|US4001036 *||Nov 20, 1975||Jan 4, 1977||Energy Development Associates||System for improving charge efficiency of a zinc-chloride battery|
|US4146680 *||Jun 15, 1978||Mar 27, 1979||Energy Development Associates||Operational zinc chlorine battery based on a water store|
|1||*||"Development of the Zinc-Chlorine Battery for Utility Applications", Electric Power Res. Inst., Apr. 1979, EM-1051, Parts 1-3, pp. 15-11.|
|Citing Patent||Filing date||Publication date||Applicant||Title|
|US4517261 *||Jul 1, 1983||May 14, 1985||Energy Development Associates, Inc.||Hydrogen gas relief valve|
|US4594298 *||May 21, 1985||Jun 10, 1986||The Furukawa Electric Co., Ltd.||Zinc-chloride cell|
|US5228529 *||Dec 17, 1991||Jul 20, 1993||Stuart Rosner||Method for renewing fuel cells using magnesium anodes|
|US5292598 *||Apr 21, 1993||Mar 8, 1994||Stuart Rosner||Method for renewing fuel cells using magnesium anodes|
|WO1995003637A1 *||Jul 20, 1993||Feb 2, 1995||Stuart Rosner||Method for renewing fuel cells using magnesium anodes|
|WO2014014736A1 *||Jul 11, 2013||Jan 23, 2014||Primus Power Corporation||Hydrogen recombinator|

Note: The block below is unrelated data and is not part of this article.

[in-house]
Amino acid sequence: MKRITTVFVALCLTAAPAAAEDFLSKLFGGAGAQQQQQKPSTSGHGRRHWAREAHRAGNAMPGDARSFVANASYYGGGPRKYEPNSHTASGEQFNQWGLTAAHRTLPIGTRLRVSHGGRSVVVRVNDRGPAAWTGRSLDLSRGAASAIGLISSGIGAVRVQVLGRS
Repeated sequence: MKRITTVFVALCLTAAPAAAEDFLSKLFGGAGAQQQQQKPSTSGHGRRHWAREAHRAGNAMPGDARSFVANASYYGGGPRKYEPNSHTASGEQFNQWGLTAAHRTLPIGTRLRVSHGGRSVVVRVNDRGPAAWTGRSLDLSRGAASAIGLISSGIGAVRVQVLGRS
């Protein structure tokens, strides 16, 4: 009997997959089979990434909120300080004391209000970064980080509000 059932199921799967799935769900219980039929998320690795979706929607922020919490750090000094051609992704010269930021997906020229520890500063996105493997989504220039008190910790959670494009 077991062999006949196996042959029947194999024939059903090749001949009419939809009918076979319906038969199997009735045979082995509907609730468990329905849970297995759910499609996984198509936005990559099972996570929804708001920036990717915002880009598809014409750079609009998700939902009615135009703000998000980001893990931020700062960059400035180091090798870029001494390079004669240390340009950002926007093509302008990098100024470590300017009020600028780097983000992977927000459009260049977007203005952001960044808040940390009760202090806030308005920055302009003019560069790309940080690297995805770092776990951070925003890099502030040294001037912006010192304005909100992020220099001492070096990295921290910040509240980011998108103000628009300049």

|U.S. Classification||429/51, 429/70, 429/64, 429/105, 429/49|
|International Classification||H01M10/44, H01M12/08, H01M10/36|
|Apr 26, 1982||AS||Assignment|
Owner name: ENERGY DEVELOPMENT ASSOCIATES, INC., 1100 WEST WHI
Free format text: ASSIGNMENT OF ASSIGNORS INTEREST.;ASSIGNOR:CARR, PETER;REEL/FRAME:003997/0454
Effective date: 19820422
|Apr 10, 1984||CC||Certificate of correction|
|Apr 20, 1987||FPAY||Fee payment|
Year of fee payment: 4
|Mar 25, 1991||FPAY||Fee payment|
Year of fee payment: 8
|Jun 6, 1995||REMI||Maintenance fee reminder mailed|
|Oct 29, 1995||LAPS||Lapse for failure to pay maintenance fees|
|Jan 9, 1996||FP||Expired due to failure to pay maintenance fee|
Effective date: 19951101